Beginners Guide To Welding Metal

The average person’s impression of how metal is welded is that you simply fire-up a blow torch and run it along the edge of a metal seam to weld it together.

Or they probably think you can just run that same torch across any kind of metal and cut through it, like in the safe-cracker movies. But the reality is that professional welding actually involves some fairly extensive knowledge, and is somewhat of an art form that takes many years of experience to master.

Even so, if you are wanting to learn, you can start with a few simple techniques. Once you’ve mastered the basics and have a beginner’s idea, you can then move on to the more complicated skills that take longer to master.

Safety Precautions

Before you ever start any project, always think about safety precautions first. Equipment and supplies can be replaced; you cannot be replaced. You may think that getting burned is the worst thing that can happen in a welding accident.

However, damage to your eyes can occur from the intense light that comes from the process. Some metal welding techniques make use of high voltage electricity to create a weld, which always raises the possibility of electrocution or death if the you are careless.

As you start any welding project, be sure to wear a proper helmet to protect your eyes, head and hair. And don’t forget protective gloves and clothing. Lastly, be sure to read and follow all safety precautions written by the manufacturer of the particular metal welding equipment you are using.

Oxy-Acetylene Welding (also known as Oxyfuel Welding)

This is the type of welding that the average person is most familiar with, and which is often casually described as a “blow torch”. However, even though oxy-acetylene welding is the most commonly-known type, it is actually the least used technique among professionals.

On the upside, it is less complicated and less expensive than other types of welding. However, oxy-acetylene is less common nowadays because it is less accurate, doesn’t produce a weld bead as cleanly as other methods and can result in weaker weld joints due to the slower cooling time it involves compared to other welding techniques.

Even so, if you are interested in learning how to weld metal, you may want to practice oxy-acetylene welding in addition to other types of welding. It will be a handy skill to have because it’s the best type to use on certain common welding projects, such as pipes or tubes, and when you have to use welding equipment to do repairing, bending and cutting.

Arc Welding

The most common technique used these days is “Arc Welding”. If you’re learning how to weld metal, you will definitely need to practice arc welding. Rather than using a gas torch, arc welding involves using high voltage electricity passing into the piece of metal.

In Arc Welding, a spark (or “arc”) jumping across from one piece of metal to the other causes enough heat to melt metal and form a weld. This process is more desirable in most cases because it is more accurate and produces a cleaner, stronger weld.

Within the category of “Arc Welding” there are actually several different methods to choose from, depending on the type of metal welding work you need to do.

Shielded Metal Arc Welding (SMAW) may be best when you have large welds or metal welding in unusual positions, where a rough weld is acceptable. With this method, the electricity runs through an electrode rod (or “stick”) which actually melts, producing the welded joint.

On the other hand, MIG Welding, also know as Metal Inert Gas Welding, or Gas Metal Arc Welding (GMAW), may be better if you are involved in a metal welding project that requires more speed.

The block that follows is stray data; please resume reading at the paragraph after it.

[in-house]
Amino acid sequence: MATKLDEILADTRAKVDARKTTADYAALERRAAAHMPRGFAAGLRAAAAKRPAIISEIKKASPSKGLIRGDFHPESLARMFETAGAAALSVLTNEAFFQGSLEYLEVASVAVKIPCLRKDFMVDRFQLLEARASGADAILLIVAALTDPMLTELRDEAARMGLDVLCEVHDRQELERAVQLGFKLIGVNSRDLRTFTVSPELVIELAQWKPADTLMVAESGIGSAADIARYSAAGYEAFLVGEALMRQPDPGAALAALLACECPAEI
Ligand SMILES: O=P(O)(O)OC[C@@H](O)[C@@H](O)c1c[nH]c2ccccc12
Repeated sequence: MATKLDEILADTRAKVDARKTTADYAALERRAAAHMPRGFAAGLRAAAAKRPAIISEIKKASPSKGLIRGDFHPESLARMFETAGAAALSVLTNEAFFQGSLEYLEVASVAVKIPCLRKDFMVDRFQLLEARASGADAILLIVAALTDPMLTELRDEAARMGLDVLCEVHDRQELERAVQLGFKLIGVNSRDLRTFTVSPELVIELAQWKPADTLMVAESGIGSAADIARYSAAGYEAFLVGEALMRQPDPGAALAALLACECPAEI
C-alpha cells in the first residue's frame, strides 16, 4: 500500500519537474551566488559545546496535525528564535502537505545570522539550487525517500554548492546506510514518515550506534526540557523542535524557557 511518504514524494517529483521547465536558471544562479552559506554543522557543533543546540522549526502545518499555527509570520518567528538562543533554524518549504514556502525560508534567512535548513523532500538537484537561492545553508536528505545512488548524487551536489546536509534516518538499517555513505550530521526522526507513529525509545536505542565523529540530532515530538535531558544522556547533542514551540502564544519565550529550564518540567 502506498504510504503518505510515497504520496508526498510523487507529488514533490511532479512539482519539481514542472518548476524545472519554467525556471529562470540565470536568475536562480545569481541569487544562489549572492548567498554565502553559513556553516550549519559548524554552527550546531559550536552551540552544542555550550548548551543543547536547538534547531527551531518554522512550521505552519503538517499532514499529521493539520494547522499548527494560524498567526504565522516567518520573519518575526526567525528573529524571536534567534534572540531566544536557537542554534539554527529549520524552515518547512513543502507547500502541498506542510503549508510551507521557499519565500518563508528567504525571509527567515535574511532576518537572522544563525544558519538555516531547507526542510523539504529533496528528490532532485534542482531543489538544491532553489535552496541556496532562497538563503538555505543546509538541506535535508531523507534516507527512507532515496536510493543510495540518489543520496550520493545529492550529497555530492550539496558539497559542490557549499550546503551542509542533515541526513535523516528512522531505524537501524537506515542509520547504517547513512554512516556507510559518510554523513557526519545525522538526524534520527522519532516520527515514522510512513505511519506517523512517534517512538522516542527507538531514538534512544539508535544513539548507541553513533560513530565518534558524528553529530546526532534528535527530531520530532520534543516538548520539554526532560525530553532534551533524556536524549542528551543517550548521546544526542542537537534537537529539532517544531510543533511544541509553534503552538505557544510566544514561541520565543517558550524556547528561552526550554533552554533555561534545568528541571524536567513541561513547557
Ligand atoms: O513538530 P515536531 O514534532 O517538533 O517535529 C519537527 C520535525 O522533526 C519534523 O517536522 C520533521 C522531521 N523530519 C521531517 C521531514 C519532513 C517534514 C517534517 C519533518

With this welding technique you don’t use rods that you have to keep replacing as they melt. Instead, you use equipment that sends the electricity through a metal tip that doesn’t melt, and a separate piece of continuous wire is fed to the tip which melts and forms the weld.

TIG (Tungsten Inert Gas) Welding is somewhat similar to MIG welding, but is better when working with thin materials where you need a high-quality weld and speed is not important.

As you learn you will also hear of other methods, such as Flux-Cored Arc Welding (FCAW), Submerged Arc Welding (SAW), Plasma Welding, etc. But don’t worry too much about remembering all of the various techniques.

Just focus on one method at a time and get to the point where you are comfortable that you know how to weld with that method before you learn something new.

Other Welding Methods

Although you will primarily be concerned with Arc Welding and Oxy-Acetylene Welding as you learn how to weld, you might hear about other types and wonder what they are, such as Resistance Welding, Energy Beam Welding and Solid-State Welding.

Don’t let that overwhelm you right now. Many of those welding methods are primarily useful in large, specialized industrial applications and don’t really affect you as you learn how to weld.


Hopefully you now know a little more about the basic concepts that will be important to you as you learn how to weld. As you can see, although there are numerous methods, each with it’s own unique set of equipment, procedures and purposes, there are actually only a couple of basic methods you need to remember and practice.

To get started learning, start practicing with an inexpensive arc welding setup. Get yourself a machine and just start experimenting with it on some scrap pieces of metal (after reading all instructions and taking all safety precautions, or course).

Figure out what works, and what doesn’t. You will soon begin to develop a style that is most comfortable for you. Also, get yourself some oxy-acetylene equipment and try that type, too. With a lot of practice, you will become a good novice fairly quickly and will be able to master just about any common project you may encounter.

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